The International Solar Alliance aims to create a “multi-stakeholder ecosystem where sovereign nations, multilateral organizations, industry, policymakers and innovators work in together to promote the common and shared goal of meeting energy demands of a secure & sustainable world”.

Leaders of the members of International Solar Alliance at the founding conference headed by PM Narendra Modi and French President Emmanuel Macron | Credit: Indian Diplomacy

Main Objectives of the International Solar Alliance

Conforming to the Framework Agreement of the International Solar Alliance, the main interests and objectives are:

  • Address the common key challenges in order to obtain maximum use of solar energy applications and reduce the dependability on traditional non-renewable energy sources.
  • To take coordinated action through programmes and activities launched on a voluntary basis, aimed at better harmonization, aggregation of demand, risk and resources, for promoting solar finance, solar technologies, innovation, R&D, capacity building etc.
  • Reduce the cost and risk of finance to increase investments in solar energy in member countries by promoting innovative financial mechanisms and mobilizing finance from institutions. Furthermore, the alliance aims to mobilize investments of USD 1 trillion by 2030.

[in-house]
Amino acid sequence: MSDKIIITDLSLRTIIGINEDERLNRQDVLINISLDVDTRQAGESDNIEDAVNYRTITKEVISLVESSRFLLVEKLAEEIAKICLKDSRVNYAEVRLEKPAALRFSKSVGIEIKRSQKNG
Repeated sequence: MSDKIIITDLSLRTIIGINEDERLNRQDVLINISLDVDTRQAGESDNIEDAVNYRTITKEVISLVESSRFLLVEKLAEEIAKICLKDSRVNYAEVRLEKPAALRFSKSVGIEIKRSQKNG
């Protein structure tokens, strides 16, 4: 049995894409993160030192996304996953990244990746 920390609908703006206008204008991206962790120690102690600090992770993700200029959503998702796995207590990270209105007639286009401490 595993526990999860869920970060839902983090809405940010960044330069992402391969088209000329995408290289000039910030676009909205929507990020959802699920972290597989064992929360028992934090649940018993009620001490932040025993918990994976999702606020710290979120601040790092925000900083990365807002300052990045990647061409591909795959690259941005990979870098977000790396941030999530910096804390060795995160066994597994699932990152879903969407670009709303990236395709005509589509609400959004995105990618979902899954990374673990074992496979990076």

• Facilitate collaborative research and development (R&D) activities in solar energy technologies among member countries. This objective aims to reduce the gap in terms of knowledge and training, especially in developing countries. One of the major projects in this field is supported by the Indian government. The Government of India has been supporting the International Solar Alliance by providing training to master trainers in the field of solar energy through the Indian Technical and Economic Cooperation (ITEC) Scheme. The duration of the training is 21 days and all costs are borne by the Government of India.